Designed to be resistant to rust, these cables are durable and should last a long time. They’re color coded as well, making it easy to identify the positive and negative wires. The Professional Booster by Unique Imports comes with a travel bag for convenient storage inside your vehicle so they’re always accessible.
4. Performance Tool W1673 Jumper Cable
Performance Tool offers a set of jumper cables that are 20-feet long, which comes in handy when you need to jump start full-size trucks, SUVs, or other large vehicles. The extra length can also come in handy if you’re in a situation where two vehicles aren’t able to park close to one another. These particular cables are rated to deliver 500A of instant current and 600A of peak current.
Wrapped with a flexible, durable rubber coating, these cables should stay untangled. The heavy-duty clamps, which are made of copper, attach firmly on the battery terminals so they don’t easily fall off. These jumper cables are also exceptionally thick, using 4-gauge wires.
5. Cartman 20-feet Booster Jumper Cable
If you want a longer Cartman product, the company also offers a 20-feet jumper cable. Designed for heavy-duty vehicles such as SUVs, pickup trucks, cargo vans, and freight hauling vehicles, these jumper cables are engineered with long-lasting TPR materials and feature the same exclusive inside tongue design for a double connection on the battery terminal.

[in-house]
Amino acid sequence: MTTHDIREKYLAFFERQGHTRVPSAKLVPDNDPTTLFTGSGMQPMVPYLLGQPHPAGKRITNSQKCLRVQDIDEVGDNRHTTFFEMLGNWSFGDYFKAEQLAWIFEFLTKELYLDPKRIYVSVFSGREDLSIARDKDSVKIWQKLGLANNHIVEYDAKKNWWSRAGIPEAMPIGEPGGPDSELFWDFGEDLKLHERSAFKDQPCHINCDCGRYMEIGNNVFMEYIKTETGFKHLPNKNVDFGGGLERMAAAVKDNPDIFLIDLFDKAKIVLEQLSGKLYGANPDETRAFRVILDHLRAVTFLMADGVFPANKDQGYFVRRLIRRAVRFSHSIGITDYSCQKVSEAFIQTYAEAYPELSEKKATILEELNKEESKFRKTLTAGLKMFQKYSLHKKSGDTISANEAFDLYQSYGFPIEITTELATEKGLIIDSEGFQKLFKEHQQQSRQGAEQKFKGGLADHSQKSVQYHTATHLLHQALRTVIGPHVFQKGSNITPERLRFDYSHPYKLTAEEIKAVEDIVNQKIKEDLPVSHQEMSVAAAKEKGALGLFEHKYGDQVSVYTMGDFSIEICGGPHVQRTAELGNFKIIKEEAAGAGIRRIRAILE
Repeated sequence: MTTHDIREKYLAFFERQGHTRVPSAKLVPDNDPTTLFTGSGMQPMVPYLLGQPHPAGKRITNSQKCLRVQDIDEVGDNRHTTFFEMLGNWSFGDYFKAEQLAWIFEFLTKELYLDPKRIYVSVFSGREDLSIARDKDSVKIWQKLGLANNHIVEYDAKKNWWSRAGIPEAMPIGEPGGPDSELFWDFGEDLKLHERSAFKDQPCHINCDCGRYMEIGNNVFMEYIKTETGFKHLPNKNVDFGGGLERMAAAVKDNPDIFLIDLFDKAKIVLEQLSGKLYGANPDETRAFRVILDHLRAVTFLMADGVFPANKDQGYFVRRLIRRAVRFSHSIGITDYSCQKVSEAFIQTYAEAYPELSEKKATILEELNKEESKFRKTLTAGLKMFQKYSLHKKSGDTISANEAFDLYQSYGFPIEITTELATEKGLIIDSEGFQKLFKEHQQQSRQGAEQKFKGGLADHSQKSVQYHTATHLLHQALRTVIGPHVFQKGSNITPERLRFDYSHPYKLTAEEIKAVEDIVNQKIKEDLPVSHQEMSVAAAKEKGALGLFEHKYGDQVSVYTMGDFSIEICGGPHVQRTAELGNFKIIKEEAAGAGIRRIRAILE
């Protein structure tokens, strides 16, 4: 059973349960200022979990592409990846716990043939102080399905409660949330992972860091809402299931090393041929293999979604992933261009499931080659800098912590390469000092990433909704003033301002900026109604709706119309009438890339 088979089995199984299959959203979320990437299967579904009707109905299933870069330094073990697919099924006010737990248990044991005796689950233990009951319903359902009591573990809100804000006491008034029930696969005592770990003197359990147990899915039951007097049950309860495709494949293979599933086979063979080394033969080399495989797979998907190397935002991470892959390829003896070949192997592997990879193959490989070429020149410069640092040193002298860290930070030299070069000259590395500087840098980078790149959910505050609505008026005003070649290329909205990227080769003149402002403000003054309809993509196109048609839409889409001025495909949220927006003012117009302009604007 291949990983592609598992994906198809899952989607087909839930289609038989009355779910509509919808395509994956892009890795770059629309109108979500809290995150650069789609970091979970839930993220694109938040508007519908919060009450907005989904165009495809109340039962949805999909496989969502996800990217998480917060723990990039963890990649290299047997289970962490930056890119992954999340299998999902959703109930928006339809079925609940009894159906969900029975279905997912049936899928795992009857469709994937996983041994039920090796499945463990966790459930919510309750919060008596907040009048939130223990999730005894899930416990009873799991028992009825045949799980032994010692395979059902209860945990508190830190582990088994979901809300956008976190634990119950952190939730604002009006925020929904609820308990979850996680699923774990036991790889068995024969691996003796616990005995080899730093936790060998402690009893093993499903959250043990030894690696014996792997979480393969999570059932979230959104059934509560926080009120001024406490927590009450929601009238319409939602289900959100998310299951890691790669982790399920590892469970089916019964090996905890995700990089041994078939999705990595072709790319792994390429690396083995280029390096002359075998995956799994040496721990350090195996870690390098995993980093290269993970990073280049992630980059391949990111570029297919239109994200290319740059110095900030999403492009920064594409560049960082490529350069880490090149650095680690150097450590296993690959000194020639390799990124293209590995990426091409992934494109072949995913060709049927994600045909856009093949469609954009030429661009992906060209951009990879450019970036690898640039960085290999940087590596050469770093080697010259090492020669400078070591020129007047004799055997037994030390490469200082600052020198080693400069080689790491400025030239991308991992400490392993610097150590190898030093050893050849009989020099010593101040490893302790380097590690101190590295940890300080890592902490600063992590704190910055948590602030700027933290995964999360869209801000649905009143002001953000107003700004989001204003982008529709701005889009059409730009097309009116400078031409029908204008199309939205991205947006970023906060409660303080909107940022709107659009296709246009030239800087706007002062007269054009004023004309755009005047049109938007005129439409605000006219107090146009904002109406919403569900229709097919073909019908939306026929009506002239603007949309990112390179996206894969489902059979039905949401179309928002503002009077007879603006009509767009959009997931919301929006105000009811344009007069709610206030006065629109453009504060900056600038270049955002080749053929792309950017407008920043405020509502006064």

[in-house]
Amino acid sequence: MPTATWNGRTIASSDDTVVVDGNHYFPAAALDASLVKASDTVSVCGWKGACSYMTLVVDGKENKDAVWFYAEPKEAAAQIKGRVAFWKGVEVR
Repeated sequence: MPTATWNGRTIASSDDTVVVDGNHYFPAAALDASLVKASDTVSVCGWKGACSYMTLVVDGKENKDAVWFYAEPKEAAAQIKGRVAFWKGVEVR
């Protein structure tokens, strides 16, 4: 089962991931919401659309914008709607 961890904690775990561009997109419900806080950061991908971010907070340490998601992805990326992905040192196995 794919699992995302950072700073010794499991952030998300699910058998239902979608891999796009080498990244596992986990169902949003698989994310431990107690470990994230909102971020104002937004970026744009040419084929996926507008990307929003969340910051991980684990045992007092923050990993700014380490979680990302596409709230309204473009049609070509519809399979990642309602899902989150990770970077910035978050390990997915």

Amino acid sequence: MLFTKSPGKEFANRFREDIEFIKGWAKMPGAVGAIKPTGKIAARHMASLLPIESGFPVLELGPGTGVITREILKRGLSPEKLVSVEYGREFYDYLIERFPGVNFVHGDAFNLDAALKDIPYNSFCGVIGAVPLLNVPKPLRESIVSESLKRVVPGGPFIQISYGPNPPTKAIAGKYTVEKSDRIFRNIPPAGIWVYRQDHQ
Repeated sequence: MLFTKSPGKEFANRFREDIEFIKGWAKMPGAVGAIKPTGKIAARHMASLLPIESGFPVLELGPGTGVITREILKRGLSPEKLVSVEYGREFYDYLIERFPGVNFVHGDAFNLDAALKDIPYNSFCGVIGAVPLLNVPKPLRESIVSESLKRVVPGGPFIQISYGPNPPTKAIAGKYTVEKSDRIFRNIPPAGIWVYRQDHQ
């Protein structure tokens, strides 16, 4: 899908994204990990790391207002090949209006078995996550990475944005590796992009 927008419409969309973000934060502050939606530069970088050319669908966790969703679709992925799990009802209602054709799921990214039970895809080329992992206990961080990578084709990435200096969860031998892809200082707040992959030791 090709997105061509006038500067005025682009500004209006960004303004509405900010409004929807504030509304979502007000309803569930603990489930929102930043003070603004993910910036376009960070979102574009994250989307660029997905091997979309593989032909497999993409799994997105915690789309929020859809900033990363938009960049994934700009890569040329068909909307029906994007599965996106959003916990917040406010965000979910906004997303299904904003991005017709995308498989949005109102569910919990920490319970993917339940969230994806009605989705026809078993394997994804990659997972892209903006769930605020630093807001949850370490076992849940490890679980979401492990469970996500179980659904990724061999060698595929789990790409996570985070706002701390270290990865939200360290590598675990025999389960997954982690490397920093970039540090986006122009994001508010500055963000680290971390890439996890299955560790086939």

Like the other Cartman cables, these are wrapped in T-prene coating that also allows electricity to pass through without any loss of power. The clamps are designed to offer twice the grip than conventional cables, assuring optimized conductivity and tension. These cables are stamped and UL listed.
6. Iron Forge Tools 4 Gauge Jumper Cables with Carry Bag
Also from Iron Forge Tools are these 4-gauge jumper cables with some of the most impressive clamps you’ll see in this product category. These high-quality clamps ensure a safe and secure connection to the battery terminals and they’re color-coded red and black for easy identification.
These jumper cables do measure 20-feet long, so they provide some extra length when necessary. They also feature temperature-resistant shielding, so they’ll deliver exceptional performance and reliability even in extreme temperatures.
These cables are a good option when it comes to price, length, and dependability.
7. Energizer 1-Gauge 800A Heavy Duty Jumper Battery Cables
You’ve likely heard of the Energizer brand before, so you shouldn’t be too surprised to hear it manufactures jumper cables as well. These 1-gauge heavy duty cables are great if you’re looking for a product with higher insulation. Capable of transmitting power up to 800A, these jumper cables will make quick work of jumping any dead battery.
The clamps are manufactured with PVC material to provide safety from shocks, while its 25-foot length makes it one of the longest cables on our list. Since these are heavy-duty cables designed for long-distance connectivity, they’re also tangle free and resistant to extreme temperatures. The clamps are molded from stainless steel and offer, firm grip. They’re also unaffected by corrosion as a result.
8. Coleman Cable 08660 Heavy-Duty Jumper Cables
Another heavy duty, 4-gauge option comes from Coleman Cable. With clamps made from copper-coated aluminum, these cables will transmit power without any loss of electricity. The clamps also feature an alligator design, which gives them an ideal fit for both small and large car batteries.